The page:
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Ship of Gold

In October 1865, the crew of the SS Republic loaded the 210-foot steamship with food, medicine, cloth, and other supplies. Also onboard were businessmen, soldiers, families with children, and a reported $400,000 in gold coins. That much money would be a small fortune today. In 1865 it was an unbelievable amount of money—a fabulous fortune.

The SS Republic Sets Out

The bloody U.S. Civil War had ended five months before, and the South lay in ruins. Its economy was shattered. Its cities were piles of rubble. The Republic's job that October was to help rebuild New Orleans. The war had taken its toll on the city. As the crew loaded the ship in New York harbor, the citizens of New Orleans eagerly awaited the Republic's arrival.

The voyage was pleasant until the wind kicked up just off the coast of North Carolina. The stiff breeze turned into what the ship's captain called a “perfect hurricane.”

Waves crashed over the Republic's deck, and anything that wasn't tied down was washed overboard. “The wind was howling through the rigging like demons of the sea,” wrote William Nichols, a former Union soldier. “None expected anything but death.”


As the ship pitched and rolled, passengers and crew frantically emptied bucket after bucket of seawater from the ship's flooded hold. But their efforts proved useless. The ship could not survive the storm. With no hope left, 59 passengers and the crew escaped in crowded lifeboats. One person drowned as the Republic sank to the bottom of the ocean.


Now, almost 140 years later, scientists are beginning to unlock the mysteries of the Republic as researchers bring its cargo back to shore.

Salvage experts from Odyssey Marine Exploration, Inc., of Tampa, Florida, found the Republic in 2003. Salvagers are people who rescue a ship or its cargo after a shipwreck. The ship lay in 1,700 feet of water off the coast of Georgia. In November 2004, scientists brought up dozens of coins, 600 glass bottles, and a telescope. These old objects are called artifacts.

Finding the artifacts is a time-consuming job. The research ship, Odyssey, is equipped with high-tech devices to scan the seafloor for treasure. Researchers use underwater robot-like mini-submarines (subs), to retrieve the coins and relics. Researchers onboard Odyssey use remote control to operate the subs.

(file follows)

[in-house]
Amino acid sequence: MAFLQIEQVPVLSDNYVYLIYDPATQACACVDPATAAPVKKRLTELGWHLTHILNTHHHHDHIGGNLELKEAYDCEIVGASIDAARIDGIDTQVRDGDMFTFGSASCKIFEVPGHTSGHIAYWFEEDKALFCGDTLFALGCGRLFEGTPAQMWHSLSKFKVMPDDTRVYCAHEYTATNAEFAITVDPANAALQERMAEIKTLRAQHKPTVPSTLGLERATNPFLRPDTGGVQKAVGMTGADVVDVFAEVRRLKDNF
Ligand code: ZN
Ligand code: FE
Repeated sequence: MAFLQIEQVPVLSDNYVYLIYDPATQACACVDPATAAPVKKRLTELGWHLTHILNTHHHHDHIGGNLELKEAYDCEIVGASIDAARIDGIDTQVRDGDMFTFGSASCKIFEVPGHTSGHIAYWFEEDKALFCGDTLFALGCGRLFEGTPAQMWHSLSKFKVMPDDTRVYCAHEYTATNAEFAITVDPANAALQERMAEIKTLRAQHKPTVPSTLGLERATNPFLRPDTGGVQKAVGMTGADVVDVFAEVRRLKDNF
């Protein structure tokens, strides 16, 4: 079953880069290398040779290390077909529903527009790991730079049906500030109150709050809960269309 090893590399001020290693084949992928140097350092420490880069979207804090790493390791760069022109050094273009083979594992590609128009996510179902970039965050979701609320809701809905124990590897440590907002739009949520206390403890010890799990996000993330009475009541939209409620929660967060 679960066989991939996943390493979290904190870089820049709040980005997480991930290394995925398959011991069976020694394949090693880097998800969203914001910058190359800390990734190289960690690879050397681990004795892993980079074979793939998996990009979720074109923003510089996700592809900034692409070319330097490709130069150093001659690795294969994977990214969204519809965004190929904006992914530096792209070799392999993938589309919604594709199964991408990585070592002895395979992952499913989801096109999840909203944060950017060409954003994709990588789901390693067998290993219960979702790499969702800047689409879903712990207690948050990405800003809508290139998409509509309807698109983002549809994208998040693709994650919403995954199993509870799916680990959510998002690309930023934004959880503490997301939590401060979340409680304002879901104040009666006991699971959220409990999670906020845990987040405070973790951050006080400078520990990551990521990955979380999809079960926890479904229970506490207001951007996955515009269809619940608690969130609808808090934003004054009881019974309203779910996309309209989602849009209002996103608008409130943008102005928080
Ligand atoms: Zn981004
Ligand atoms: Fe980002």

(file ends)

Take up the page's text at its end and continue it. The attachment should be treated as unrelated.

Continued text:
Each sub is equipped with a flexible arm and tiny suction cups that vacuum the seafloor, picking up objects one item at a time.

Going for the Gold

Researchers found fruit and nuts still in their containers. They also found such personal items as combs, mirrors, and jewelry boxes. But the gold is the treasure that keeps the researchers digging. After more than a year of searching, researchers have found 51,000 coins, valued today at more than $75 million.

The coins were on the Republic because money was scarce in the South after the war. In post–Civil War New Orleans, $20 could buy twice as much as it would buy in New York. Northern bankers had shipped thousands of dollars to take advantage of the South’s war-torn economy.

More Coins Remain

Scientists say millions of dollars in coins still lie buried in the mud. Salvagers are having a difficult time finding the rest of the money. Researcher Gregg Stemm says the remaining coins are in a large debris field created when the ship broke apart. He plans to keep looking in the hopes of finding the remaining coins.

“You know, there are people who've looked their whole lives for something like this, and they never get to see anything like it,” Stemm told a newspaper, the Columbus [Ohio] Dispatch. “And here we are.”